How is Concept Design different from other engineering positions?

The difference between working in Concept Design and working on realisation isn’t huge – you still need to have engineering knowledge to work in Concept. But I’d say that we focus on the bigger picture, while realisation is more concentrated on deeper details.

What is the Staticus project you’re most proud of? Why?

For me, it is the North Zealand Hospital in Denmark. Not only because I was involved in it for over two years, but also because of its characteristics. Before this project, I had never seen façade units so big. Also, there were very specific performance requirements in acoustics and fire resistance. That, together with other constantly changing details and the flowing shape of the hospital building, made for a complex project.

Are there any trends in façades that you are actively promoting or encouraging through your work at Staticus? 

Along with thermal reports, carbon footprint calculations are becoming the first thing that our potential clients ask us to submit. They want to know how much CO2 our façade units produce. We seek to reduce our footprint as much as possible, and we have emission limits we must stick to in each project.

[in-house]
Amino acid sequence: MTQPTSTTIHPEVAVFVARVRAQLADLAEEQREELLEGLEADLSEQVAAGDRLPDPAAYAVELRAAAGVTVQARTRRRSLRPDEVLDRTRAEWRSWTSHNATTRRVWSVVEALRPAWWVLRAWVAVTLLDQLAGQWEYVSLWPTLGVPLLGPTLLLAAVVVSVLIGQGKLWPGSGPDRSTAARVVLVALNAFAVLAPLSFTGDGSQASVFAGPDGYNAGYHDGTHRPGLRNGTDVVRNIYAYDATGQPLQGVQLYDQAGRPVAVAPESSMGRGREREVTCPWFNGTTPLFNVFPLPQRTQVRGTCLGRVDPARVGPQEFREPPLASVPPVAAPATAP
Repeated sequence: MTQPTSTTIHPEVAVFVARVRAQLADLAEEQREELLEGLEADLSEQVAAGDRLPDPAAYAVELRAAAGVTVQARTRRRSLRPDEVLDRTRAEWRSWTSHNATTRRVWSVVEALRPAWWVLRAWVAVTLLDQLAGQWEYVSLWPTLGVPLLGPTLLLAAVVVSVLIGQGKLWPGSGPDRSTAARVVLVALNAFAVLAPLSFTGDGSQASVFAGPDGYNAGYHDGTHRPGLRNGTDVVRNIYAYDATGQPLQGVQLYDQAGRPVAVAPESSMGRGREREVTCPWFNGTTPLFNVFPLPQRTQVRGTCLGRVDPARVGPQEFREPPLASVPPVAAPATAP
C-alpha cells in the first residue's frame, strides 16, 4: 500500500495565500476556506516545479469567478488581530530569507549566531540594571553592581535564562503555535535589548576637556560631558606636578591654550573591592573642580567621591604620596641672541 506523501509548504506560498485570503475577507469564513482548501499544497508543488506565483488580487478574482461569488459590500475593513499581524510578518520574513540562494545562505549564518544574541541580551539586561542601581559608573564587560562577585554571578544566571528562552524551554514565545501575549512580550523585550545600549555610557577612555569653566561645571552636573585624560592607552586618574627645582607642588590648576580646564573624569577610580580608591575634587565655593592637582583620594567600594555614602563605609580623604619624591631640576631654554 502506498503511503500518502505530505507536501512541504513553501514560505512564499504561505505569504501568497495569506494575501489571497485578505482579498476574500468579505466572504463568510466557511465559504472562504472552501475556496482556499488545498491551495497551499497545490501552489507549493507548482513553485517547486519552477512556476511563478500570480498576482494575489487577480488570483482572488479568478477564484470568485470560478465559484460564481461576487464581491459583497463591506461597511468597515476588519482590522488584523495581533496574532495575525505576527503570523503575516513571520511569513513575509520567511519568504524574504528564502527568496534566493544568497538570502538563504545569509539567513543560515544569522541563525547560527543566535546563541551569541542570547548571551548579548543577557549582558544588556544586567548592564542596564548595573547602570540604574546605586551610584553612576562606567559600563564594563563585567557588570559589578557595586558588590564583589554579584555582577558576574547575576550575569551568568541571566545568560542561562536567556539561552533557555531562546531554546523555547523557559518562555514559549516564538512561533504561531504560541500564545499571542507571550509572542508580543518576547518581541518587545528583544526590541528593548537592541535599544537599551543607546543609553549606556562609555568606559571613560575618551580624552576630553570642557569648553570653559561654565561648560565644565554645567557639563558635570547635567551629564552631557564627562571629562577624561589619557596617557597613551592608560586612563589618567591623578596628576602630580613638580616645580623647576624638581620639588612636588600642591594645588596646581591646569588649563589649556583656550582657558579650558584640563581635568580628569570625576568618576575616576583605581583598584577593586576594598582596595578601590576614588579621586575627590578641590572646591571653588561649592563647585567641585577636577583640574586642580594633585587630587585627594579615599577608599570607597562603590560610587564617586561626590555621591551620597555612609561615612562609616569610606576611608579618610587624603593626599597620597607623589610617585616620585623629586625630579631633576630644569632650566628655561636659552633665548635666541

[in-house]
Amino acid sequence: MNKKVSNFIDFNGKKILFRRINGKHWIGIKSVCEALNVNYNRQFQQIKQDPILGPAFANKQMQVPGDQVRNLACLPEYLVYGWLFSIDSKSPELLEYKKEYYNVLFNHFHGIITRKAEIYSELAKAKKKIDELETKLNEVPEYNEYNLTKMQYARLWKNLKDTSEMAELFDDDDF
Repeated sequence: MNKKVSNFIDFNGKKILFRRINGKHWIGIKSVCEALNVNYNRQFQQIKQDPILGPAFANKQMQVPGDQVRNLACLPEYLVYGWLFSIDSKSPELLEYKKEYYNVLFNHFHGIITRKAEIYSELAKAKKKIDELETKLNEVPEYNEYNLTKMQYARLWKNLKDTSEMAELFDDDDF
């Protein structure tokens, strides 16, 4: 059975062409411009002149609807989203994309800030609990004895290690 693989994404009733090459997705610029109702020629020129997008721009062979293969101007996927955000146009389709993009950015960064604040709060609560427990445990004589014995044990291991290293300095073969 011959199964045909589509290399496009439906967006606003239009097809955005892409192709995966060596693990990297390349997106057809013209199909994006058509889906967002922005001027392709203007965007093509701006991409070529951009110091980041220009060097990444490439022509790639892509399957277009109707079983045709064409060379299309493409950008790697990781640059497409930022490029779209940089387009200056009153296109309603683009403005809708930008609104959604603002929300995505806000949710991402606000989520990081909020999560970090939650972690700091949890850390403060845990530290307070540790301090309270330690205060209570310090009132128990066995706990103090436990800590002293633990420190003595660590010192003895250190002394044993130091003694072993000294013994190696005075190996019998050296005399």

These are concrete steps towards sustainability. Three or four years ago the environmental impact of façade production wasn’t being translated into real numbers, at least in my experience. Now, there is a clear demand from the market for a focus on sustainability, and we are delivering on this – not only by providing footprint calculations but also by developing a new hybrid façade system made with timber. At Staticus, our whole value chain is changing with sustainability in mind.

Tell us a bit about your life outside of work.

I’ve just completed my course in Italy on Geopolitics at the Limes School on how the world is changing, and how the vision of a people impacts the actions of states and vice versa.

For my profession, it was a useful course to understand international dynamics and power relations between states that often result in the construction of new infrastructures to improve people’s quality of life or that generate new industrial and urban agglomerations.

For my personal interest, Geopolitics is a useful source for interpreting world events and then directing public and private decision-makers in periods of hope, peace and economic relationships.